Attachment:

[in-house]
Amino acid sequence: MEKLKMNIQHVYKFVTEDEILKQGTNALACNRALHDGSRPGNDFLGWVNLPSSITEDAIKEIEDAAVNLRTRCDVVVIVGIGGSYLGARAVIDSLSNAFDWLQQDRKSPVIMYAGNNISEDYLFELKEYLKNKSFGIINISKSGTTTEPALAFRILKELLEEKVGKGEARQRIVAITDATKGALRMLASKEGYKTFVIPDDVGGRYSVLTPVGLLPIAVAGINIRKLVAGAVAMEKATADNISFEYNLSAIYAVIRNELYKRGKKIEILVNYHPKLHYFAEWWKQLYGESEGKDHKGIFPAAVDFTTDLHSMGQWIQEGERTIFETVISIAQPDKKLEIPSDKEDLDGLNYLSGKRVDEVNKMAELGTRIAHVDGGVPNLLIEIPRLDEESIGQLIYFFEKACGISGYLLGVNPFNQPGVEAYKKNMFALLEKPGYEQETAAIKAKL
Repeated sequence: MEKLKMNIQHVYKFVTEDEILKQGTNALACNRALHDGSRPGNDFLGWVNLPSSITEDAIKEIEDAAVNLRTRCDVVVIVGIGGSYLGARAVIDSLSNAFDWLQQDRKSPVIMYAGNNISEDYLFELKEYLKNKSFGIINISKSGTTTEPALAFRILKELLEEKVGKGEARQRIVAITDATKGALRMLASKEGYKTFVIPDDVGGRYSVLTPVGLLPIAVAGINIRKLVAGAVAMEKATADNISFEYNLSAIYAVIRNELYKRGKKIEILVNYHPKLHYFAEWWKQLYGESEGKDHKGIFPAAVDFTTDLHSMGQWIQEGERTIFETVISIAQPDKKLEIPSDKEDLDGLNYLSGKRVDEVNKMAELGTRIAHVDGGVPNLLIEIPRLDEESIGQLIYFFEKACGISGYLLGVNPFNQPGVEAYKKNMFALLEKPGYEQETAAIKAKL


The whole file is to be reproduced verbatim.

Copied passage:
[in-house]
Amino acid sequence: MEKLKMNIQHVYKFVTEDEILKQGTNALACNRALHDGSRPGNDFLGWVNLPSSITEDAIKEIEDAAVNLRTRCDVVVIVGIGGSYLGARAVIDSLSNAFDWLQQDRKSPVIMYAGNNISEDYLFELKEYLKNKSFGIINISKSGTTTEPALAFRILKELLEEKVGKGEARQRIVAITDATKGALRMLASKEGYKTFVIPDDVGGRYSVLTPVGLLPIAVAGINIRKLVAGAVAMEKATADNISFEYNLSAIYAVIRNELYKRGKKIEILVNYHPKLHYFAEWWKQLYGESEGKDHKGIFPAAVDFTTDLHSMGQWIQEGERTIFETVISIAQPDKKLEIPSDKEDLDGLNYLSGKRVDEVNKMAELGTRIAHVDGGVPNLLIEIPRLDEESIGQLIYFFEKACGISGYLLGVNPFNQPGVEAYKKNMFALLEKPGYEQETAAIKAKL
Repeated sequence: MEKLKMNIQHVYKFVTEDEILKQGTNALACNRALHDGSRPGNDFLGWVNLPSSITEDAIKEIEDAAVNLRTRCDVVVIVGIGGSYLGARAVIDSLSNAFDWLQQDRKSPVIMYAGNNISEDYLFELKEYLKNKSFGIINISKSGTTTEPALAFRILKELLEEKVGKGEARQRIVAITDATKGALRMLASKEGYKTFVIPDDVGGRYSVLTPVGLLPIAVAGINIRKLVAGAVAMEKATADNISFEYNLSAIYAVIRNELYKRGKKIEILVNYHPKLHYFAEWWKQLYGESEGKDHKGIFPAAVDFTTDLHSMGQWIQEGERTIFETVISIAQPDKKLEIPSDKEDLDGLNYLSGKRVDEVNKMAELGTRIAHVDGGVPNLLIEIPRLDEESIGQLIYFFEKACGISGYLLGVNPFNQPGVEAYKKNMFALLEKPGYEQETAAIKAKL